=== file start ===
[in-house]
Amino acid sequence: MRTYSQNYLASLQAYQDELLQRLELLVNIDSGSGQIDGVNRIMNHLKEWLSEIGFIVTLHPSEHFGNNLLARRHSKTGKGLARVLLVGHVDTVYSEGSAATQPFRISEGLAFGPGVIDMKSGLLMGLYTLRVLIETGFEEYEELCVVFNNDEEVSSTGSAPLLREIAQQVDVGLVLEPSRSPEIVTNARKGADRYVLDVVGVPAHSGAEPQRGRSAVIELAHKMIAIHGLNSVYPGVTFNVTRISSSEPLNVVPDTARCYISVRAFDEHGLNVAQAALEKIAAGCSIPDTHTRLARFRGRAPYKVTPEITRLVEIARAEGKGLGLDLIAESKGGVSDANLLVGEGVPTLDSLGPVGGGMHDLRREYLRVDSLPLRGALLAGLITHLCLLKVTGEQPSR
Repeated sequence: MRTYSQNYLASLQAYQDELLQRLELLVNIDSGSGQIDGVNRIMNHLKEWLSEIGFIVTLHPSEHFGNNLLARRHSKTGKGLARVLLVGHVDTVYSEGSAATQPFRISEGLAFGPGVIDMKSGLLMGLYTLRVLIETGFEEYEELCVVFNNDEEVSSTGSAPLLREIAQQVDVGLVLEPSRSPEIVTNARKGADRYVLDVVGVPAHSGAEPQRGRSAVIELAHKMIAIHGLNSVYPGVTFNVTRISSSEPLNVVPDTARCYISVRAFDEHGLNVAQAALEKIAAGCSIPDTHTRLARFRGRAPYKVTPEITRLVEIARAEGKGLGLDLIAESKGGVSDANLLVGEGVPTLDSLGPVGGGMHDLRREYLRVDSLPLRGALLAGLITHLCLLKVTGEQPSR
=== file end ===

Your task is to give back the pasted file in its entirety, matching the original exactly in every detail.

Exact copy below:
[in-house]
Amino acid sequence: MRTYSQNYLASLQAYQDELLQRLELLVNIDSGSGQIDGVNRIMNHLKEWLSEIGFIVTLHPSEHFGNNLLARRHSKTGKGLARVLLVGHVDTVYSEGSAATQPFRISEGLAFGPGVIDMKSGLLMGLYTLRVLIETGFEEYEELCVVFNNDEEVSSTGSAPLLREIAQQVDVGLVLEPSRSPEIVTNARKGADRYVLDVVGVPAHSGAEPQRGRSAVIELAHKMIAIHGLNSVYPGVTFNVTRISSSEPLNVVPDTARCYISVRAFDEHGLNVAQAALEKIAAGCSIPDTHTRLARFRGRAPYKVTPEITRLVEIARAEGKGLGLDLIAESKGGVSDANLLVGEGVPTLDSLGPVGGGMHDLRREYLRVDSLPLRGALLAGLITHLCLLKVTGEQPSR
Repeated sequence: MRTYSQNYLASLQAYQDELLQRLELLVNIDSGSGQIDGVNRIMNHLKEWLSEIGFIVTLHPSEHFGNNLLARRHSKTGKGLARVLLVGHVDTVYSEGSAATQPFRISEGLAFGPGVIDMKSGLLMGLYTLRVLIETGFEEYEELCVVFNNDEEVSSTGSAPLLREIAQQVDVGLVLEPSRSPEIVTNARKGADRYVLDVVGVPAHSGAEPQRGRSAVIELAHKMIAIHGLNSVYPGVTFNVTRISSSEPLNVVPDTARCYISVRAFDEHGLNVAQAALEKIAAGCSIPDTHTRLARFRGRAPYKVTPEITRLVEIARAEGKGLGLDLIAESKGGVSDANLLVGEGVPTLDSLGPVGGGMHDLRREYLRVDSLPLRGALLAGLITHLCLLKVTGEQPSR